Emergency motels have taxpayers over a barrel

Labour’s lack of solutions to the housing shortage has seen the Government fork out millions in emergency housing grants to some motels and hotels, which are raking it in at the expense of taxpayers.

New figures released to National show the ten highest-paid emergency housing providers – a mix of hotels, motels and motor lodges – were paid more than $40 million in grants in 2020.

The highest-paid housing provider received more than $6 million last year.

National’s Housing spokesperson Nicola Willis says the Government is relying too much on using hotels and motels as emergency housing, which has seen the owners of these establishments charge prices as high as $440 a night.

“It’s not a good use of taxpayers’ money and it’s not good for the people being forced to live in motels without the support services many of them need,” Ms Willis says.

“Using motels as emergency housing was only ever meant to be a short-term fix, but under Labour it has become the solution. The Government is just paying the bill and walking away.

“I don't blame the owners. If I saw this soft-touch Government coming, I might try it on too.

Relying too much on motels is problematic. Grouping together large numbers of people who may have histories of mental health issues, addiction and criminal offending, without also having support services on hand, is a recipe for social dysfunction, Ms Willis says.

“Motel owners aren't social workers, and we shouldn’t expect them to be. If the people being housed need support then the Government should be spending more money on community housing providers and support services, and less on paying these eye-watering motel bills.”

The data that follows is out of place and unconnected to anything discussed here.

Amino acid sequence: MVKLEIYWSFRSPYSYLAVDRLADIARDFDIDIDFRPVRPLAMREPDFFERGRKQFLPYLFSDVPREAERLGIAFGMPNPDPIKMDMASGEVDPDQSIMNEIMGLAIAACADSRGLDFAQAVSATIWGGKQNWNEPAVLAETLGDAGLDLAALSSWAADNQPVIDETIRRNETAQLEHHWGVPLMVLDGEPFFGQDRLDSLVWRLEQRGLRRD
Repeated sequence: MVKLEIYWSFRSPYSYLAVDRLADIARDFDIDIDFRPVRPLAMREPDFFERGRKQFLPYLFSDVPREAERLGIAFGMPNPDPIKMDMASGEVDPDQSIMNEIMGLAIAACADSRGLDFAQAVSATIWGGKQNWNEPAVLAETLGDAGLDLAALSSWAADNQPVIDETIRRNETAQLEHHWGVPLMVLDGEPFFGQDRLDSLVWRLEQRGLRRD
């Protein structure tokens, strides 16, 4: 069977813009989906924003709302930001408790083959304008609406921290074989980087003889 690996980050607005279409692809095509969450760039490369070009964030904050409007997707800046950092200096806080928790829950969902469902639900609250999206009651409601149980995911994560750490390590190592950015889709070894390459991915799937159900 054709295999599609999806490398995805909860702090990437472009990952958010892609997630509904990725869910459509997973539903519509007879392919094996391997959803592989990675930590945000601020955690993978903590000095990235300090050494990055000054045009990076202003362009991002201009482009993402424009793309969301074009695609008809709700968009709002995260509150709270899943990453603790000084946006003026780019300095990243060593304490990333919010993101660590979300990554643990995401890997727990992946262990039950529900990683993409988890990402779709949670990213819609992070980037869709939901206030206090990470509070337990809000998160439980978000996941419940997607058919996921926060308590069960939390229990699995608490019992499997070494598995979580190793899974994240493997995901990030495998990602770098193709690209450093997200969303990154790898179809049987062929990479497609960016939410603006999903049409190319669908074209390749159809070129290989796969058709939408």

The cost of emergency housing has spiralled out of control under the Labour Government, which is now spending more than $1 million per day on hotels and motels, Ms Willis says.

“Jacinda Ardern promised to fix housing, but on her watch the Government has just dumped homeless people in hotels, paid the cheque, and walked away.

“It’s disappointing that it took questions from both the Opposition and the media to get Social Development Minister Carmel Sepuloni to ‘explore’ whether the taxpayer is getting value from these arrangements.

“A National Government would address the supply problem fuelling the housing shortage by scrapping the Resource Management Act, and introducing emergency powers to bypass government red-tape and get more houses built at pace.”

Attached is a table showing the ten highest-paid emergency housing providers in the period 01 January 2020 to 31 December 2020. It was provided by the Social Development Minister in answer to written parliamentary questions from National.